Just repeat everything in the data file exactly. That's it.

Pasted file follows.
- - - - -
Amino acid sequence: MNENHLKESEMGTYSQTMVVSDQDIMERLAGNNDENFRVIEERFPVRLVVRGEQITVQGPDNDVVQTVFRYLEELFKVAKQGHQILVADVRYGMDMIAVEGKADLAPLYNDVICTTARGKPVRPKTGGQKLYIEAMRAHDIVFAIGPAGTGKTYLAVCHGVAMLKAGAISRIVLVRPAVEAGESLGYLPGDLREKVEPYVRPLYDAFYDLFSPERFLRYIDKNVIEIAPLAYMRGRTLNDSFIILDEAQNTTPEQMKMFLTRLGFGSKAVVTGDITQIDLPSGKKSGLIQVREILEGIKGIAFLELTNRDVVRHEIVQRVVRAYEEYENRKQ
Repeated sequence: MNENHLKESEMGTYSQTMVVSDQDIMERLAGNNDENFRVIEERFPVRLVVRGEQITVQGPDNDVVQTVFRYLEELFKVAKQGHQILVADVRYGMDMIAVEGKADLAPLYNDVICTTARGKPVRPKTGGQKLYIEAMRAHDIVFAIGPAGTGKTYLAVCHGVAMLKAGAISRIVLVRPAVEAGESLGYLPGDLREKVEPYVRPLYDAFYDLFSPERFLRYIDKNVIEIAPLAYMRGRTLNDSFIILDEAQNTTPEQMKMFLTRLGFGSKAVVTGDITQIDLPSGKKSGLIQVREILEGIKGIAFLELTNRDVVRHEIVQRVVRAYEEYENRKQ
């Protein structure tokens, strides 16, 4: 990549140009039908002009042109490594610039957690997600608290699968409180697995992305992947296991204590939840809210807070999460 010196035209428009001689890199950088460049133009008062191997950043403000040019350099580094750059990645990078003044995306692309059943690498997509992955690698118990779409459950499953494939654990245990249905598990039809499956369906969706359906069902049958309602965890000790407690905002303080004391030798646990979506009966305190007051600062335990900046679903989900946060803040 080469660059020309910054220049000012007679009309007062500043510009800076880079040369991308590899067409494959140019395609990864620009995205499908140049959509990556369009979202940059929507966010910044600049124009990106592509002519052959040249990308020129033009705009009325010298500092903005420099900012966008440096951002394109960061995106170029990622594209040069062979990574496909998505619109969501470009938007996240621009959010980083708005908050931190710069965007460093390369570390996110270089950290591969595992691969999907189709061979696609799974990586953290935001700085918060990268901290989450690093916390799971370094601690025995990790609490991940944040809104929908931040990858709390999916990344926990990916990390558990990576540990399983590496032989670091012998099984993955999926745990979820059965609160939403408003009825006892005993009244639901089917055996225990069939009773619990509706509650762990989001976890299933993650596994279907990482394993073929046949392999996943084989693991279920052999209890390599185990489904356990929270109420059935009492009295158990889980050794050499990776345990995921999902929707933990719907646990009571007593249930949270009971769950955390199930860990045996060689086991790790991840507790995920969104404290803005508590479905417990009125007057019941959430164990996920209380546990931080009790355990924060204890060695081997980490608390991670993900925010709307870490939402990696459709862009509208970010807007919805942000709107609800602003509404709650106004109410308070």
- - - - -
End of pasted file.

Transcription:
Amino acid sequence: MNENHLKESEMGTYSQTMVVSDQDIMERLAGNNDENFRVIEERFPVRLVVRGEQITVQGPDNDVVQTVFRYLEELFKVAKQGHQILVADVRYGMDMIAVEGKADLAPLYNDVICTTARGKPVRPKTGGQKLYIEAMRAHDIVFAIGPAGTGKTYLAVCHGVAMLKAGAISRIVLVRPAVEAGESLGYLPGDLREKVEPYVRPLYDAFYDLFSPERFLRYIDKNVIEIAPLAYMRGRTLNDSFIILDEAQNTTPEQMKMFLTRLGFGSKAVVTGDITQIDLPSGKKSGLIQVREILEGIKGIAFLELTNRDVVRHEIVQRVVRAYEEYENRKQ
Repeated sequence: MNENHLKESEMGTYSQTMVVSDQDIMERLAGNNDENFRVIEERFPVRLVVRGEQITVQGPDNDVVQTVFRYLEELFKVAKQGHQILVADVRYGMDMIAVEGKADLAPLYNDVICTTARGKPVRPKTGGQKLYIEAMRAHDIVFAIGPAGTGKTYLAVCHGVAMLKAGAISRIVLVRPAVEAGESLGYLPGDLREKVEPYVRPLYDAFYDLFSPERFLRYIDKNVIEIAPLAYMRGRTLNDSFIILDEAQNTTPEQMKMFLTRLGFGSKAVVTGDITQIDLPSGKKSGLIQVREILEGIKGIAFLELTNRDVVRHEIVQRVVRAYEEYENRKQ
């Protein structure tokens, strides 16, 4: 990549140009039908002009042109490594610039957690997600608290699968409180697995992305992947296991204590939840809210807070999460 010196035209428009001689890199950088460049133009008062191997950043403000040019350099580094750059990645990078003044995306692309059943690498997509992955690698118990779409459950499953494939654990245990249905598990039809499956369906969706359906069902049958309602965890000790407690905002303080004391030798646990979506009966305190007051600062335990900046679903989900946060803040 080469660059020309910054220049000012007679009309007062500043510009800076880079040369991308590899067409494959140019395609990864620009995205499908140049959509990556369009979202940059929507966010910044600049124009990106592509002519052959040249990308020129033009705009009325010298500092903005420099900012966008440096951002394109960061995106170029990622594209040069062979990574496909998505619109969501470009938007996240621009959010980083708005908050931190710069965007460093390369570390996110270089950290591969595992691969999907189709061979696609799974990586953290935001700085918060990268901290989450690093916390799971370094601690025995990790609490991940944040809104929908931040990858709390999916990344926990990916990390558990990576540990399983590496032989670091012998099984993955999926745990979820059965609160939403408003009825006892005993009244639901089917055996225990069939009773619990509706509650762990989001976890299933993650596994279907990482394993073929046949392999996943084989693991279920052999209890390599185990489904356990929270109420059935009492009295158990889980050794050499990776345990995921999902929707933990719907646990009571007593249930949270009971769950955390199930860990045996060689086991790790991840507790995920969104404290803005508590479905417990009125007057019941959430164990996920209380546990931080009790355990924060204890060695081997980490608390991670993900925010709307870490939402990696459709862009509208970010807007919805942000709107609800602003509404709650106004109410308070």